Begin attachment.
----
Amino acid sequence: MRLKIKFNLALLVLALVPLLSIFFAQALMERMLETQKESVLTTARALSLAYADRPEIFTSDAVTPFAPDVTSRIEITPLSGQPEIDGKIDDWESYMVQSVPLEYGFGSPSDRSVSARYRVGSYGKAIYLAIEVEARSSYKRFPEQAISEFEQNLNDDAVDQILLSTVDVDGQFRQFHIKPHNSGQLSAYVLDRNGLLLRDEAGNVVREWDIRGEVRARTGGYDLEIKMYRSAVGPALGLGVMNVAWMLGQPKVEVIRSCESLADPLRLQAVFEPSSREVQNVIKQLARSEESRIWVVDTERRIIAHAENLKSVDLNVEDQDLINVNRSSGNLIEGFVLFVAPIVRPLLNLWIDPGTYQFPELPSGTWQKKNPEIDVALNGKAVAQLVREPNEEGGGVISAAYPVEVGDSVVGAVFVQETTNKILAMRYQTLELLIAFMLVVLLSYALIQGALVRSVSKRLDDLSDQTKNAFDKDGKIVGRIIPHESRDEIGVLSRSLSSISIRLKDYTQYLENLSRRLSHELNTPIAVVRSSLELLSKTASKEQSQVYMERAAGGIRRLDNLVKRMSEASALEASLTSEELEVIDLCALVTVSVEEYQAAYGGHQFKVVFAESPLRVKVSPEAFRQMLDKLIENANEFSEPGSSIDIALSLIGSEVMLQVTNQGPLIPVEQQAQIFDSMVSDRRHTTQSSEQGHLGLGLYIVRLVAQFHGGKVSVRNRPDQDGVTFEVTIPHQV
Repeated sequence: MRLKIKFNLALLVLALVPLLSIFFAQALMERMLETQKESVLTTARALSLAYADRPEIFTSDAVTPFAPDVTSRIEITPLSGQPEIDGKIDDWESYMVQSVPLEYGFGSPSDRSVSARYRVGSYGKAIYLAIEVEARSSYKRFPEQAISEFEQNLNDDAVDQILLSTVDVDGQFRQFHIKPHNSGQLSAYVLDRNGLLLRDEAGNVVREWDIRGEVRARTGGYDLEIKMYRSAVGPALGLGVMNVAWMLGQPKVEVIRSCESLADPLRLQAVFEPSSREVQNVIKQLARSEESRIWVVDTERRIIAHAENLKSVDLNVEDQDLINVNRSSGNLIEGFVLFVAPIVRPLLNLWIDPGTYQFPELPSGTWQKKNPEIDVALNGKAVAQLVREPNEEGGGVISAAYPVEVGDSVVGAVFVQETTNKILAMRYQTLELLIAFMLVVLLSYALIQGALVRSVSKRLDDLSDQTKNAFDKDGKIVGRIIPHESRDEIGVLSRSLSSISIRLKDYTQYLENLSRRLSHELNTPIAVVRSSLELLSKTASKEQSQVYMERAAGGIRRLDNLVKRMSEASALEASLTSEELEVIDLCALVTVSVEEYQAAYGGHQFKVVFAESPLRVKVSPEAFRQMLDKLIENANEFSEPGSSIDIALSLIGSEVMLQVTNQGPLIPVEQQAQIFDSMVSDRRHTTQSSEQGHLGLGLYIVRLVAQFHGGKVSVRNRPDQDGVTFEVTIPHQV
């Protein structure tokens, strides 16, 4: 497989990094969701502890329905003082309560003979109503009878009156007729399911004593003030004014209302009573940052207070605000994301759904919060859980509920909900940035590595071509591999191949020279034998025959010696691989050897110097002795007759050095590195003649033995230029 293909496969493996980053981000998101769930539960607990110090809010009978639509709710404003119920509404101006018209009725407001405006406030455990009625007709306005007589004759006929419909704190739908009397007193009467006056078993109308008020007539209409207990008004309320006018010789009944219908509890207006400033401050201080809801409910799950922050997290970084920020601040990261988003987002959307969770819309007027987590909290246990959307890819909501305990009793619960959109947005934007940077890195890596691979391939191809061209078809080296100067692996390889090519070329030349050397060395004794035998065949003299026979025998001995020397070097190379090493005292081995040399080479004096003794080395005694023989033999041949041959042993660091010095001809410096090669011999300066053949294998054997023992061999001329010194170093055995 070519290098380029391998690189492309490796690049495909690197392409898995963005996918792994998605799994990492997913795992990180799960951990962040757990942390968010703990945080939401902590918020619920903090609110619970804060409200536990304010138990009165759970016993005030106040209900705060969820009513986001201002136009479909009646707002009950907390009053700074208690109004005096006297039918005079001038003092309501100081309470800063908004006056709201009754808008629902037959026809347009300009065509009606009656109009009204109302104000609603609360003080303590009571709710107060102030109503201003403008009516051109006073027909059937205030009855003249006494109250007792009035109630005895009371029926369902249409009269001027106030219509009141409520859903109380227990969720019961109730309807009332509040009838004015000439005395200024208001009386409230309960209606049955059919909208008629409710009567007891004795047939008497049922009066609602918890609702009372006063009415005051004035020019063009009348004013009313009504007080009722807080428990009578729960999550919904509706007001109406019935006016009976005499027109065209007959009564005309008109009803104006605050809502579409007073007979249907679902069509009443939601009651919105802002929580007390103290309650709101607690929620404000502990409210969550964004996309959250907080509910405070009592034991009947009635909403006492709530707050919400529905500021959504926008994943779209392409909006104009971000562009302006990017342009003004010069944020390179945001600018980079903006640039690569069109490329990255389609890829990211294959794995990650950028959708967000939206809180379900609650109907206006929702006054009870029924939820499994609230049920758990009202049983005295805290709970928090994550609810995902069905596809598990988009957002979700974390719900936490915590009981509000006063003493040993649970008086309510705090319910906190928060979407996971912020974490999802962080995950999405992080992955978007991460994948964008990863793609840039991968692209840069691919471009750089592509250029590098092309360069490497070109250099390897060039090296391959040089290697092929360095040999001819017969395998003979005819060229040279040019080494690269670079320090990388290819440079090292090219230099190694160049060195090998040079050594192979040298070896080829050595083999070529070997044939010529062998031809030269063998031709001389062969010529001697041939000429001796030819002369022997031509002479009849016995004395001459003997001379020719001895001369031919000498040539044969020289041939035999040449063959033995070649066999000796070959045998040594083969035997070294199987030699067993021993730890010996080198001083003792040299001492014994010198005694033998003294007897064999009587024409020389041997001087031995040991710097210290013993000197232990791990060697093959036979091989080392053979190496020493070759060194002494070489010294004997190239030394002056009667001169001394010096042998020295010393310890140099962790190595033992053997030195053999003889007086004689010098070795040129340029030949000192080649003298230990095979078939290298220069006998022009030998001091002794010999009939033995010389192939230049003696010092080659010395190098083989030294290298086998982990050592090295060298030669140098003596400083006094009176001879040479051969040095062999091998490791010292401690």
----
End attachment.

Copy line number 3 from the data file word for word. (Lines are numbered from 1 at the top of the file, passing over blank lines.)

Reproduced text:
């Protein structure tokens, strides 16, 4: 497989990094969701502890329905003082309560003979109503009878009156007729399911004593003030004014209302009573940052207070605000994301759904919060859980509920909900940035590595071509591999191949020279034998025959010696691989050897110097002795007759050095590195003649033995230029 293909496969493996980053981000998101769930539960607990110090809010009978639509709710404003119920509404101006018209009725407001405006406030455990009625007709306005007589004759006929419909704190739908009397007193009467006056078993109308008020007539209409207990008004309320006018010789009944219908509890207006400033401050201080809801409910799950922050997290970084920020601040990261988003987002959307969770819309007027987590909290246990959307890819909501305990009793619960959109947005934007940077890195890596691979391939191809061209078809080296100067692996390889090519070329030349050397060395004794035998065949003299026979025998001995020397070097190379090493005292081995040399080479004096003794080395005694023989033999041949041959042993660091010095001809410096090669011999300066053949294998054997023992061999001329010194170093055995 070519290098380029391998690189492309490796690049495909690197392409898995963005996918792994998605799994990492997913795992990180799960951990962040757990942390968010703990945080939401902590918020619920903090609110619970804060409200536990304010138990009165759970016993005030106040209900705060969820009513986001201002136009479909009646707002009950907390009053700074208690109004005096006297039918005079001038003092309501100081309470800063908004006056709201009754808008629902037959026809347009300009065509009606009656109009009204109302104000609603609360003080303590009571709710107060102030109503201003403008009516051109006073027909059937205030009855003249006494109250007792009035109630005895009371029926369902249409009269001027106030219509009141409520859903109380227990969720019961109730309807009332509040009838004015000439005395200024208001009386409230309960209606049955059919909208008629409710009567007891004795047939008497049922009066609602918890609702009372006063009415005051004035020019063009009348004013009313009504007080009722807080428990009578729960999550919904509706007001109406019935006016009976005499027109065209007959009564005309008109009803104006605050809502579409007073007979249907679902069509009443939601009651919105802002929580007390103290309650709101607690929620404000502990409210969550964004996309959250907080509910405070009592034991009947009635909403006492709530707050919400529905500021959504926008994943779209392409909006104009971000562009302006990017342009003004010069944020390179945001600018980079903006640039690569069109490329990255389609890829990211294959794995990650950028959708967000939206809180379900609650109907206006929702006054009870029924939820499994609230049920758990009202049983005295805290709970928090994550609810995902069905596809598990988009957002979700974390719900936490915590009981509000006063003493040993649970008086309510705090319910906190928060979407996971912020974490999802962080995950999405992080992955978007991460994948964008990863793609840039991968692209840069691919471009750089592509250029590098092309360069490497070109250099390897060039090296391959040089290697092929360095040999001819017969395998003979005819060229040279040019080494690269670079320090990388290819440079090292090219230099190694160049060195090998040079050594192979040298070896080829050595083999070529070997044939010529062998031809030269063998031709001389062969010529001697041939000429001796030819002369022997031509002479009849016995004395001459003997001379020719001895001369031919000498040539044969020289041939035999040449063959033995070649066999000796070959045998040594083969035997070294199987030699067993021993730890010996080198001083003792040299001492014994010198005694033998003294007897064999009587024409020389041997001087031995040991710097210290013993000197232990791990060697093959036979091989080392053979190496020493070759060194002494070489010294004997190239030394002056009667001169001394010096042998020295010393310890140099962790190595033992053997030195053999003889007086004689010098070795040129340029030949000192080649003298230990095979078939290298220069006998022009030998001091002794010999009939033995010389192939230049003696010092080659010395190098083989030294290298086998982990050592090295060298030669140098003596400083006094009176001879040479051969040095062999091998490791010292401690």